Training a Child
(Proverbs 22:6 KJV) Train up a child in the way he should go: and when he is old, he will not depart from it.
After teaching on this scripture for so many years I have come to the conclusion that there is not a specific formula for training children because each child is different. For example, some parents have well behaved obedient children even though they themselves are not the best examples. Other parents are like saints but their children are rebellious and disobedient.
It would be unfair in either case for the parents to actually take credit or blame for how their children turned out. One cannot say, “My child turned out well because I loved them and gave them attention,” any more than another parent can say “My child is rebellious because I did not show enough love and attention.”
Does that in any way negate the truth of our text? No!
Or text says the responsibility of the parents is to “Train up a child in the way they should go,” it did not say that they are then responsible for how they turn out. The blessing and hope for the parent is where it says, “When they are old they will not depart from it.” The question then becomes…how much time is there between training and old?
I had an experience the other day that caused me to rethink my whole predetermined opinions on child rearing. I suppose without thinking about it I thought because our text was in the Bible that it was only instructions for the Christian. It never occurred to me that our text was more than just instructions…it is a principle that will work for anyone.
As I was flying home the other day from a speaking engagement I sat across the aisle from an elderly couple and their son. The elderly couple looked to be of Iranian decent and well into their eighties. Their son looked to be in his late forties or early fifties and seemed to have the look and mannerisms of a doctor.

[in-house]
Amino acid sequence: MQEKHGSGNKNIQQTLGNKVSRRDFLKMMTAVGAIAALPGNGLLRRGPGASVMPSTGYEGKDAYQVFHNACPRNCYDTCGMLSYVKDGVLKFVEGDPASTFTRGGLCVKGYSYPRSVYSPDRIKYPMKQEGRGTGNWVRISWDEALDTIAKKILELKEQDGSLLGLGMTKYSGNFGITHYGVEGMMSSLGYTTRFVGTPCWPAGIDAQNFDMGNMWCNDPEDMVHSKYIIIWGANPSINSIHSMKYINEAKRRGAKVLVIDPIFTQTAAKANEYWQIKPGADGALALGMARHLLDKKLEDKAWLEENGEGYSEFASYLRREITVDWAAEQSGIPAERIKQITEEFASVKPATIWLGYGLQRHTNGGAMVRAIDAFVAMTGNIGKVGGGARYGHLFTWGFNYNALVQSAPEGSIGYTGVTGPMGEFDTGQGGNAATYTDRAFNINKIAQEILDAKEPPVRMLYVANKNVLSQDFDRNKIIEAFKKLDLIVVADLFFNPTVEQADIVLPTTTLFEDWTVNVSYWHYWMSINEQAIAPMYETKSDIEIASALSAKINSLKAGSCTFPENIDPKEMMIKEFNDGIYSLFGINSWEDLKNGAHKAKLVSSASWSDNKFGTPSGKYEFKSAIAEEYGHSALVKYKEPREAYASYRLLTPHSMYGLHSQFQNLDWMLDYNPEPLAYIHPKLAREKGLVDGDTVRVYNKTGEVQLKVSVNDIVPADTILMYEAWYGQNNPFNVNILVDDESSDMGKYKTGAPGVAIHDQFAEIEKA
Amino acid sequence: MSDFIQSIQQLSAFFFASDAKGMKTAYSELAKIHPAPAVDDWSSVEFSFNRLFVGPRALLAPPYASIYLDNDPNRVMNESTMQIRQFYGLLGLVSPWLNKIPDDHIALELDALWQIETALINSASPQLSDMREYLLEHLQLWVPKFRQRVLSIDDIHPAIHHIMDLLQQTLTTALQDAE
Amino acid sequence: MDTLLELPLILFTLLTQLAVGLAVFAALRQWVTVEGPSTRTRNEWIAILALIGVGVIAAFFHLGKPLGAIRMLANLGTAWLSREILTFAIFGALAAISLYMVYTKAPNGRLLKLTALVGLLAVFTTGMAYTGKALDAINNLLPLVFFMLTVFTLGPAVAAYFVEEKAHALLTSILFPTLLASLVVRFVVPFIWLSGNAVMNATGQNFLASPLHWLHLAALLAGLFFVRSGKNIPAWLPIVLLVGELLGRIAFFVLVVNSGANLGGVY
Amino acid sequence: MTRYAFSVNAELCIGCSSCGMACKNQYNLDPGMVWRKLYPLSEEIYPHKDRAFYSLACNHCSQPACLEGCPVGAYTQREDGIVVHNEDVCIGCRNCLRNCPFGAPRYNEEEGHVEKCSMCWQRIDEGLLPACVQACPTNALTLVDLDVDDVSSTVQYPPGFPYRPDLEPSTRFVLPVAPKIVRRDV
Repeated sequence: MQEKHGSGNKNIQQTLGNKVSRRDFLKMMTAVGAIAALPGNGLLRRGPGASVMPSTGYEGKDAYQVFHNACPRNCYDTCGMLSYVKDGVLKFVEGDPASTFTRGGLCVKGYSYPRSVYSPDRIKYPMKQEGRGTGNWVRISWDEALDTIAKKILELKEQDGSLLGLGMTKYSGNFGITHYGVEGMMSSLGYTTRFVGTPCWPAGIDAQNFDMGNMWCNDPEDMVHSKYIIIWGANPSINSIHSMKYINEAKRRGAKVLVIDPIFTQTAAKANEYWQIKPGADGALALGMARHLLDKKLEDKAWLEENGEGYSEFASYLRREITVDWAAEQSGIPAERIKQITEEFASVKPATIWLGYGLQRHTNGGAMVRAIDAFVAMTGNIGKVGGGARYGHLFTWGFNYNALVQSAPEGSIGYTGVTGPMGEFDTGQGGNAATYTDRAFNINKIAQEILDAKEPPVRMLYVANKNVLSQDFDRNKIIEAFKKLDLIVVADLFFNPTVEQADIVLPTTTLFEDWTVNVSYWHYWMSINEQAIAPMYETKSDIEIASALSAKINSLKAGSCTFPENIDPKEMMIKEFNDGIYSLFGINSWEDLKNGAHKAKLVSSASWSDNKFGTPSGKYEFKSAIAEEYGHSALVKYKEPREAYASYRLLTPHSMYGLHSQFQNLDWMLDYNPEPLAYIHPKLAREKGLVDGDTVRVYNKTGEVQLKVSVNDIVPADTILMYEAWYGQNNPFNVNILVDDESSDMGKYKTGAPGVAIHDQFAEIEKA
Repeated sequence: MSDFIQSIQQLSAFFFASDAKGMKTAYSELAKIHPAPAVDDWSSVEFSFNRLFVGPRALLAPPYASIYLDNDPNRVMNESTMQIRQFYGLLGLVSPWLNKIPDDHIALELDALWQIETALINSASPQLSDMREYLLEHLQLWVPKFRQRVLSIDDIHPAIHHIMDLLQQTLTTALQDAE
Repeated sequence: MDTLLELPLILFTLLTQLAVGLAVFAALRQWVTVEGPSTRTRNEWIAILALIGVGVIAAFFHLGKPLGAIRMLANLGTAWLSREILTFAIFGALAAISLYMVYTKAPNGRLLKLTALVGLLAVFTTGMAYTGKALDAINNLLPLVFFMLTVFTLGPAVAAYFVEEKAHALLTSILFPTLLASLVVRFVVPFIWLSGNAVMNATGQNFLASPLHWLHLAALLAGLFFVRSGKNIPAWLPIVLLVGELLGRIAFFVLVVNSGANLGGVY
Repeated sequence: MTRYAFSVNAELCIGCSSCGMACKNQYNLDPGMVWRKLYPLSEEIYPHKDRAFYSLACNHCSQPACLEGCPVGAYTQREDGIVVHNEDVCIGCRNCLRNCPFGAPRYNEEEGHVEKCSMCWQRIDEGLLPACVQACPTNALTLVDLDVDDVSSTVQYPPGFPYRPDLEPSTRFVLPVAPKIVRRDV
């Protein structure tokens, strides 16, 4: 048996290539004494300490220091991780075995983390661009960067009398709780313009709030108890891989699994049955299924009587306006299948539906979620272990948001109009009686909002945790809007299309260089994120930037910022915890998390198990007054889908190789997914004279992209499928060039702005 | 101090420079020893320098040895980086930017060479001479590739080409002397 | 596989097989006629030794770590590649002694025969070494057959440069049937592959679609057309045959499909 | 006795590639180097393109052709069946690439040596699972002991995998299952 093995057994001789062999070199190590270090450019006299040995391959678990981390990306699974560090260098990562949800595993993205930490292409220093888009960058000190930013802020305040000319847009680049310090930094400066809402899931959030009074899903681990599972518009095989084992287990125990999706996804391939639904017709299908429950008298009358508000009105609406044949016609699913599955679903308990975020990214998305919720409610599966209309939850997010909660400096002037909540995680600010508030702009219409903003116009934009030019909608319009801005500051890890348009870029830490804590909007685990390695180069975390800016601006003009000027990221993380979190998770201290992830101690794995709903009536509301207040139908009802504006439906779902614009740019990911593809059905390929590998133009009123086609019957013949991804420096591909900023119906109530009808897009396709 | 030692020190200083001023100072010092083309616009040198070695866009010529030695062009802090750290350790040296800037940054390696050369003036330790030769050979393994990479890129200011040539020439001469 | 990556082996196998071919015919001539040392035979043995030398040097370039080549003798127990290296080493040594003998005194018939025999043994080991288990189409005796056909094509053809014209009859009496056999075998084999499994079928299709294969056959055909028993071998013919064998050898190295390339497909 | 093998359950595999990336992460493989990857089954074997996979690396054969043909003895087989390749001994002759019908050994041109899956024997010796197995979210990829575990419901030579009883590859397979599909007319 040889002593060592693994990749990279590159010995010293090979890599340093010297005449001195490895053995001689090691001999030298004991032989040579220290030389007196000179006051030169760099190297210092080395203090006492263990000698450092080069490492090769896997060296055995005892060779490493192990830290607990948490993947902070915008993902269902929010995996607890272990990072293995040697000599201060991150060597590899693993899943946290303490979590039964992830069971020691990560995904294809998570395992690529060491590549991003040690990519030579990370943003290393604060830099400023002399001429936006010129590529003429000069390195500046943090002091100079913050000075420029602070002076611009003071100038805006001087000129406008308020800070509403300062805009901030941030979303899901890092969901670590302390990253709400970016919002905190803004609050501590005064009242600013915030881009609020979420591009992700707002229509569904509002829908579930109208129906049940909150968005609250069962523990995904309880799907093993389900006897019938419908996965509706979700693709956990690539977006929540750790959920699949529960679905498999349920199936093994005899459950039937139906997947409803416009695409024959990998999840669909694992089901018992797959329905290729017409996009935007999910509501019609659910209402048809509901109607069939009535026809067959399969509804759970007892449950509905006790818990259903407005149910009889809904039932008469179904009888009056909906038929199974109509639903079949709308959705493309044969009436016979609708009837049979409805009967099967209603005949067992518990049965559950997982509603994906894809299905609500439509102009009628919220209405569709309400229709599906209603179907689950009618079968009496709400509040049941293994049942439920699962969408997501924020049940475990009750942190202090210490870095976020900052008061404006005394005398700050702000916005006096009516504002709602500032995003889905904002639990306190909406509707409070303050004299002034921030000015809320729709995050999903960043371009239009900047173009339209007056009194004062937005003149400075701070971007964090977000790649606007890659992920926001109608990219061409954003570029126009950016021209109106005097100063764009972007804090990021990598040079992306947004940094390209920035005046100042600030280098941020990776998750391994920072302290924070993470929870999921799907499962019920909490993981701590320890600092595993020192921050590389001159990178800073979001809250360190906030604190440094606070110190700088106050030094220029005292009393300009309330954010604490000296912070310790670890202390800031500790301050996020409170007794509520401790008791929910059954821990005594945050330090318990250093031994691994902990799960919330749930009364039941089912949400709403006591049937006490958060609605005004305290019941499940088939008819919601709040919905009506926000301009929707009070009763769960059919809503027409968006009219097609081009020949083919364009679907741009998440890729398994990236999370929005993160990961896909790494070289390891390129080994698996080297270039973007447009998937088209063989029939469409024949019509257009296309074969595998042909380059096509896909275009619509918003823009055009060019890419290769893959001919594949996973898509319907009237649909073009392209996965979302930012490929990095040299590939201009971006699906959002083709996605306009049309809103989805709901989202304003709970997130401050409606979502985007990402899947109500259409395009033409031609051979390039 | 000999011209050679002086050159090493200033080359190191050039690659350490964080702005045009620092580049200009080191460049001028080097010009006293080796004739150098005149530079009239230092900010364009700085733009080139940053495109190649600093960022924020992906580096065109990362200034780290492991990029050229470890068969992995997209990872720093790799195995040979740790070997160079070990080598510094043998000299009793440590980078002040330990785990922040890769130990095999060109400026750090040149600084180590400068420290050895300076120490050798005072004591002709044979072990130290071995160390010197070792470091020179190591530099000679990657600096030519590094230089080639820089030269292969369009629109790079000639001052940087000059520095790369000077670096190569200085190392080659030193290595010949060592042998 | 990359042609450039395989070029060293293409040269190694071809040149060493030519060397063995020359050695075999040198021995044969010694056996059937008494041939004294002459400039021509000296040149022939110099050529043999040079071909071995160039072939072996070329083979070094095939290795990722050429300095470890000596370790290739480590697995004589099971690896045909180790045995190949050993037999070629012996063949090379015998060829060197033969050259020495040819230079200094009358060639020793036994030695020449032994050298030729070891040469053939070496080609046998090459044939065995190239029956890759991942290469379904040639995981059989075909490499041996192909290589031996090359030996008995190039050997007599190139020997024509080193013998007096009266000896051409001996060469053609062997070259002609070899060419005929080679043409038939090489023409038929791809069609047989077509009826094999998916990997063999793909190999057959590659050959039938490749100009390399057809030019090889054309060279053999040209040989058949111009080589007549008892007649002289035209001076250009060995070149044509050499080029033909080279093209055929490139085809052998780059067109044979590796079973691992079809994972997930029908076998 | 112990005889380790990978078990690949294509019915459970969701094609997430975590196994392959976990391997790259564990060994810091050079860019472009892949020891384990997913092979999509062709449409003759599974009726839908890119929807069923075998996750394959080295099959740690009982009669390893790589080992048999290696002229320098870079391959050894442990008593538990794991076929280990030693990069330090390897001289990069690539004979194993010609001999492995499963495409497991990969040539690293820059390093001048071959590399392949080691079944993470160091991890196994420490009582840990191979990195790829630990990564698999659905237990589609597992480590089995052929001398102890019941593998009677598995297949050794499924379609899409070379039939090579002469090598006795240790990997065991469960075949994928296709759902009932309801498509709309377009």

I was so intrigued by this family because of the way the son served and cared for his parents. I watched every move the son made for the next three and a half hours as he tirelessly served his parents. He took each of them to the bathroom several times during the trip. He was continually getting things down from the overhead luggage compartment for them and making sure their every need was met. I not only watched how he served his parents, but also his expressions.
He never gave the impression that he was only serving them out of duty. He gave the impression that he was serving them out of a deep natural love. I also watched his parent’s expressions as they were being served and there was no indication of them feeling they were a burden to their son. They seemed too sat there in peace and expectancy knowing that their son’s service to them was right.
I came to the conclusion at the end of the three and a half hour flight home that one cannot train a child to serve this way. There is something much deeper going on in that child than just reacting out of good training.
I also decided that each parent probably gives the very best they can considering their age and maturity level. The fact is, God is the only one who can make up for any parent shortfalls and inabilities in training children.
Help all parents to train up their children in the way they should go, but especially the single parents. Those who work tirelessly to provide food, clothing and shelter and are only able to spend very little quality time at home. Father make up for the shortfalls.